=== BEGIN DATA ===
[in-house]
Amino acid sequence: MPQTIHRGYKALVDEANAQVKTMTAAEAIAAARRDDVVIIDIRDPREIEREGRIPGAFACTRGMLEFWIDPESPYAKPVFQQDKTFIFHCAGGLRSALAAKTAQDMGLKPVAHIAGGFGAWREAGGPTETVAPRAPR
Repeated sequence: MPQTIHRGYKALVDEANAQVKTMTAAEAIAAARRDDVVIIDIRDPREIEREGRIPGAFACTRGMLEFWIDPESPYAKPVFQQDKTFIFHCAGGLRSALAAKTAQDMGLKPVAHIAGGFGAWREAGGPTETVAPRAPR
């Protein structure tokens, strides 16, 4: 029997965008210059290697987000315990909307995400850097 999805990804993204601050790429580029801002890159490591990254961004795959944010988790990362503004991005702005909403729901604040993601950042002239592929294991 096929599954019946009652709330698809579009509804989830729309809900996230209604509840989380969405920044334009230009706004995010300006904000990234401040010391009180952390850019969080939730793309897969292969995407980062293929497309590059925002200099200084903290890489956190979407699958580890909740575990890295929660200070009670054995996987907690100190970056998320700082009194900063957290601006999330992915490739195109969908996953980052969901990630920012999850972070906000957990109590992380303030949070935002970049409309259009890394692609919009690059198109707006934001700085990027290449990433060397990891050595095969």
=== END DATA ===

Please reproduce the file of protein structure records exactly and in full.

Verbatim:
[in-house]
Amino acid sequence: MPQTIHRGYKALVDEANAQVKTMTAAEAIAAARRDDVVIIDIRDPREIEREGRIPGAFACTRGMLEFWIDPESPYAKPVFQQDKTFIFHCAGGLRSALAAKTAQDMGLKPVAHIAGGFGAWREAGGPTETVAPRAPR
Repeated sequence: MPQTIHRGYKALVDEANAQVKTMTAAEAIAAARRDDVVIIDIRDPREIEREGRIPGAFACTRGMLEFWIDPESPYAKPVFQQDKTFIFHCAGGLRSALAAKTAQDMGLKPVAHIAGGFGAWREAGGPTETVAPRAPR
């Protein structure tokens, strides 16, 4: 029997965008210059290697987000315990909307995400850097 999805990804993204601050790429580029801002890159490591990254961004795959944010988790990362503004991005702005909403729901604040993601950042002239592929294991 096929599954019946009652709330698809579009509804989830729309809900996230209604509840989380969405920044334009230009706004995010300006904000990234401040010391009180952390850019969080939730793309897969292969995407980062293929497309590059925002200099200084903290890489956190979407699958580890909740575990890295929660200070009670054995996987907690100190970056998320700082009194900063957290601006999330992915490739195109969908996953980052969901990630920012999850972070906000957990109590992380303030949070935002970049409309259009890394692609919009690059198109707006934001700085990027290449990433060397990891050595095969």